Even if we are into a world of unstoppable, runaway climate change, for example. There’s still love to do, there’s still positive change to make in the world.
Fabian: How does it compare with the Dark Mountain movement? Well, obviously they stole my darkness! (laughs) Actually, their name comes from a Robinson Jeffers poem. But Dark Mountain plays an incredibly important part enabling us to ask the questions that we’re often not allowed to ask. You know, maybe it is all too late. And if it is, what does that mean? There’s a logical flaw at the heart of a lot of arguments that we make in “the movement” – whichever movement label you want to put on it – which is that we tend to look at things and say, “Well that won’t work, so we need this.” An example might be people saying, “Well renewable energy can’t ramp up fast enough to solve our energy crisis, so we need nuclear.” Or, “The mainstream parties aren’t going to give us what we need, so we need the Green Party." Or to not vote…or whatever. The premise isn’t the conclusion – they don’t join up! You might just as well say, “Renewable energy can’t ramp up fast enough to deal with our energy crisis, so we need sardines.” You’ve not said anything about the alternative. You’ve just said, “This doesn’t work, so that.” And I think Dark Mountain addresses that to an extent. The argument we hear again and again in environmentalism is, “Should we be working for radical change, or should we be working within the existing paradigms?” So, people will say, “Well, you know, we don’t have time to wait for a revolution. Everything has to happen now, so we’ve got to work within the existing paradigms.” And then other people say, “Well, you know, if we don’t have a radical, fundamental revolution, then what’s the point, because we’re just addressing symptoms.” And both of those arguments, I think, are completely valid. Yet, you hear people arguing back and forth and back and forth about this and never finding resolution. They can’t admit that they’re actually both right. There isn’t time for radical change, AND we need radical change. And so, if you can never accept that actually maybe they’re both right, and that we have to ask some really deeper questions about what that means, then you just end up with people over here having a nice career saying this, and people over there having a nice career saying that. And you never actually get to the deeper truth. For me, Dark Mountain is a venue where we can ask those kinds of questions. Well, what if this doesn’t work AND that doesn’t work? And what if we don’t actually know of an alternative. Can we sit with that? Can we actually sit with that together? And can we have a conversation about what that means? To me that’s a really potent and fertile space. Fabian: It says to me that there’s a place for sorrow in optimism? Yes. Part of my journey over the last few years is that David Fleming, who was my mentor and very close friend passed away very suddenly at the end of 2010. And actually, we were just a few weeks away from launching a big project that we’d co-authored. So it was a very difficult and busy time. To try and hold that – deal with the work and bring it to the fruition we were both hoping for, whilst also trying to process the grief of the sudden loss of my – my good friend. And then just three weeks after he passed, my fiancée passed away very suddenly as well. That was a profoundly challenging time. And I’m quite happy with how I moved through that. Yet, I don’t think grief is a process that ends. I think it’s a relationship that continues throughout your life. I sort of found over the past few years that when I reflect on and write about my personal grief, there’s a very strong correlation between that and the grief that many of us carry, maybe all of us carry, for the state of the world and the state of nature and the state of our society.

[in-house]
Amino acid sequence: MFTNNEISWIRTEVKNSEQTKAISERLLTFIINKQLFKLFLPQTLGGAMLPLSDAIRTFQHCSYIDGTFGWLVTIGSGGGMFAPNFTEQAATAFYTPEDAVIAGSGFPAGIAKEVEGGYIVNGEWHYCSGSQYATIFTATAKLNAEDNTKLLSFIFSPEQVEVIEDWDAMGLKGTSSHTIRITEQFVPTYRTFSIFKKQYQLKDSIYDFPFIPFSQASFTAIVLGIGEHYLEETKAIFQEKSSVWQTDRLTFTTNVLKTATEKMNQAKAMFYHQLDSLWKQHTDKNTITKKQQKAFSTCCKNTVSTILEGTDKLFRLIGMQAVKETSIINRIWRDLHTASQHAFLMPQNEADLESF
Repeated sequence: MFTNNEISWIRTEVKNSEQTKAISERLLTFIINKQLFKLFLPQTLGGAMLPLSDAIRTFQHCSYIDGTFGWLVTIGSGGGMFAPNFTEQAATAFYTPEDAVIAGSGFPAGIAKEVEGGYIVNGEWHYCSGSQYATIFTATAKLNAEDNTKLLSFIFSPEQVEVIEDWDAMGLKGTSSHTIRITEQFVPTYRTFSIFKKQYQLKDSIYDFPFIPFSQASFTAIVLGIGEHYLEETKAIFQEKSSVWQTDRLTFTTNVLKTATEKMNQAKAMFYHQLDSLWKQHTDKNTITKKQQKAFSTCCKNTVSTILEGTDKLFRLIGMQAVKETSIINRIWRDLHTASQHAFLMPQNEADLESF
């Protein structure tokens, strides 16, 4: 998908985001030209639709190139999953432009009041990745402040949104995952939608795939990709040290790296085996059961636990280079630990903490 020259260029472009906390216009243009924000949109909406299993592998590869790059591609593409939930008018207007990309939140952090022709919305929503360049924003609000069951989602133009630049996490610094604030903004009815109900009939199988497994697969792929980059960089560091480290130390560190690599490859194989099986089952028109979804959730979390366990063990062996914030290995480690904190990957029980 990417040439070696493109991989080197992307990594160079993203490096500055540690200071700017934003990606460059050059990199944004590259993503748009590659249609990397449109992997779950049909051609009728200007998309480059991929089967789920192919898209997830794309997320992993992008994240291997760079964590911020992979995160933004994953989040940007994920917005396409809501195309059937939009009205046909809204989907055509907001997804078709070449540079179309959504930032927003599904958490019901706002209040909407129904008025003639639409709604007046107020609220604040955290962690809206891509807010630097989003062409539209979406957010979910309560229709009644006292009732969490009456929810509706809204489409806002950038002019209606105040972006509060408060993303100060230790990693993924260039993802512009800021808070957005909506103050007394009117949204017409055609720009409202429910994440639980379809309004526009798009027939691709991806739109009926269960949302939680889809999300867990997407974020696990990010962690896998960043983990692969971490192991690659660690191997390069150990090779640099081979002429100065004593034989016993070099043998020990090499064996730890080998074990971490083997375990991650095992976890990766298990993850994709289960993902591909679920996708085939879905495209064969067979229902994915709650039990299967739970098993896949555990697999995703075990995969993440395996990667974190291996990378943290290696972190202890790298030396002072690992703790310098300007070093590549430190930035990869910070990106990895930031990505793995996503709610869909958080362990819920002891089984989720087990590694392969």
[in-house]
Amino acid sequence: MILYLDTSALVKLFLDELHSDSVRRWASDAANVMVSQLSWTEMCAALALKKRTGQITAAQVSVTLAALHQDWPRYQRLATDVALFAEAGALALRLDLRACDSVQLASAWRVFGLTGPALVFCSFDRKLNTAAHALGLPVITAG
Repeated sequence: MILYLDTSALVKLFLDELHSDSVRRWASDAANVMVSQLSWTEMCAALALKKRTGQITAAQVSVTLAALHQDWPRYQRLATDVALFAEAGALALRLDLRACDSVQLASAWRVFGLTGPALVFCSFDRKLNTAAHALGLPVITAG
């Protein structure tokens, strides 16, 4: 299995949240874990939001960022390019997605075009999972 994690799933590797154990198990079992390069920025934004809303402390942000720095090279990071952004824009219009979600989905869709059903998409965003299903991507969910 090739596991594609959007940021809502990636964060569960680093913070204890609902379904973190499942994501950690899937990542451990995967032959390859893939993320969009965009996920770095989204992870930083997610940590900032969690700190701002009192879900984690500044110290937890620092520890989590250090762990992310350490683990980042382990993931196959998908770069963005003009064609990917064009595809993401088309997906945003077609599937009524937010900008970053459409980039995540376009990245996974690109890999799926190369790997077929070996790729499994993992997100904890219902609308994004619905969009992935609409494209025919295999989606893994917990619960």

I think grieving, as opposed to loss, is a process of opening ourselves. When we suffer a loss that’s overwhelming, we shut down. Your body just says, “That’s too much”, right? “I’m gonna shut it down.” We shut down part of ourselves and that keeps us from being completely overwhelmed, but it also keeps us from being fully alive.
And so the process of grieving is the process of – of coming back to life. On a societal level, on a collective level, that’s true as well. Part of the reason we fail collectively right now to face up to the kind of damage that we’re doing in the world, is because the grief of it is so overwhelming, that the process of opening those doors again is incredibly difficult. Because behind them is a huge, overwhelming bunch of pain. So every time you open one of them again, there it is waiting for you. And so you have to have the space to do that – to work through that pain. And it’s only by doing that that you come back to life and you start to be able to respond to these problems in a way that is more open, to look at it all in the round and say, “Okay. What is the most appropriate way of acting here?” Rather than, “Oh god, I can’t look at that. I’m just gonna keep my head down and work really hard at this thing, because I can’t look at the bigger questions.” Because the grief is still there. Fabian: So if grief is a process, what about despair? Well there’s a really interesting thing about despair, I think. It has a spark in it of deep motivation. I think despair can be described as looking at every possible scenario and seeing no hopeful one. But what that means is, if you can present someone in despair with one scenario that looks hopeful - that looks like a real possibility - then there’s this immense wealth of motivation to drive toward it, because despair is not a nice place to be.
If you can actually present someone with a possibility, even if it’s just a narrow possibility, then despair becomes this huge driver, this huge motivation that can achieve incredible things.